Reply With Quote
  #42  
Old 07-26-2010, 03:19 PM
Lantern Lantern is offline
Guest
 
Join Date: Sep 2008
Quote:
Originally Posted by Sam Stone View Post
Just out of curiousity, how would you feel if the equivalent of WikiLeaks was around in WWII, and leaked that the Americans were lying about their bombing capacity towards Japan, that Patton's army in Calais was a ruse, and that the allied forces were actually planning to land at Normandy?

How about leaking that Americans had broken the Enigma codes, or cracked Japanese communications in the lead up to Midway?
I don't find this line of argument persuasive. During the war the Allies were facing adversaries who were trying to dig out their secrets with vastly more resources than a hypothetical Wikileaks . If security was so poor that vital secrets were leaking to a small NGO, it's a fair bet that they were available much earlier to Axis intelligence services.

The same goes for today. If there is a serious danger of really important secrets being leaked to Wikileaks, the US might as well get out of the superpower game because it implies that their security is so bad that any second-rate power could infiltrate their military and intelligence services at will ; of course this isn't true.

The fact is that governments keep a lot of material secret for bad reasons; because secrecy is a source of power and because disclosure can lead to informed criticism. If an organization like Wikileaks pushes the balance a little towards disclosure, that is not a necessarily a bad thing.
Reply With Quote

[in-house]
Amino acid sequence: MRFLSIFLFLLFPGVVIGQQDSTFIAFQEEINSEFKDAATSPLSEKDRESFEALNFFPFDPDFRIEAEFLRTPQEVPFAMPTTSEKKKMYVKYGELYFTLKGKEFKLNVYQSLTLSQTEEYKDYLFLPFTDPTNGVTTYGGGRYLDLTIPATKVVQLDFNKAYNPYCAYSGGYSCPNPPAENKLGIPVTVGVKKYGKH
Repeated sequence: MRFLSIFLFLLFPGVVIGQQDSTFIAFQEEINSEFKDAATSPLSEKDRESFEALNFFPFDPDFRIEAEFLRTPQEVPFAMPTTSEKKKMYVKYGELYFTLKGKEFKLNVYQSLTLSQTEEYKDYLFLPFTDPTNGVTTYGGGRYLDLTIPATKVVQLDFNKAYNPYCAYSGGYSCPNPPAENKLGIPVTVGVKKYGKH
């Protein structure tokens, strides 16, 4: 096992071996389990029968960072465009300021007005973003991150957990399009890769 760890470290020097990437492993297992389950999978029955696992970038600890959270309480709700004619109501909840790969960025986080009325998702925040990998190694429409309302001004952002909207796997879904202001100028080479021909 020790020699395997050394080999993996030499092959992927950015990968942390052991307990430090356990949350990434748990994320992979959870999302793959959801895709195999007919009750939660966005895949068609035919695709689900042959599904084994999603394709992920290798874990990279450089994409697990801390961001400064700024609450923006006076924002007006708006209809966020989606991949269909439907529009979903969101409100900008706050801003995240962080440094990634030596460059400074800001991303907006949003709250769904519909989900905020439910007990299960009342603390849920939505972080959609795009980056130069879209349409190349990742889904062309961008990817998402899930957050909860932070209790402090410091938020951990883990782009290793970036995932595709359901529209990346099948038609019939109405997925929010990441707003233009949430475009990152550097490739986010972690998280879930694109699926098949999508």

#43  
Old 07-26-2010, 03:23 PM
Really Not All That Bright Really Not All That Bright is offline
Guest
 
Join Date: May 2003
Quote:
Originally Posted by Sam Stone View Post
Just out of curiousity, how would you feel if the equivalent of WikiLeaks was around in WWII, and leaked that the Americans were lying about their bombing capacity towards Japan, that Patton's army in Calais was a ruse, and that the allied forces were actually planning to land at Normandy?

How about leaking that Americans had broken the Enigma codes, or cracked Japanese communications in the lead up to Midway?

Disinformation and secrets are part of warfare. You lie to the enemy every chance you get. For example, the U.S. lied about the effectiveness of Israeli Patriot missiles in downing SCUD attacks during the first Gulf war. Is that wrong? What if the lie caused Saddam to give up the attacks and it saved lives?
Nitpick: the Enigma codes were broken by the British, not by Americans, the movie U-571 notwithstanding.

Anyway, leakage is a two-way street. If the US government (or the Pentagon, specifically) want to keep things quiet, all they have to do is start propagating disinformation via Wikileaks.

Hell, for all we know, that might exactly what happened in this case.
Reply With Quote
  #44  
Old 07-26-2010, 02:45 PM
Sam Stone Sam Stone is offline
Charter Member
 
Join Date: Jun 1999
Posts: 25,508
So you WOULD have been okay with leaking the existence of the enigma code in WWII? You'd be alright with Patton's Calais force being exposed as a lie?
Reply With Quote
  #45  
Old 07-26-2010, 05:44 PM
An Arky An Arky is offline
Member
 
Join Date: Mar 2002
Posts: 8,325
Quote:
Originally Posted by Sam Stone View Post
So you WOULD have been okay with leaking the existence of the enigma code in WWII? You'd be alright with Patton's Calais force being exposed as a lie?
That's an easy mother's skirt strawman to hide behind, The fact of the matter is that if our government's activities are that easily exposed, then they should be, because that's what our enemies can do. In WWII, there was no internet, but there were segregated water fountains, so bleah.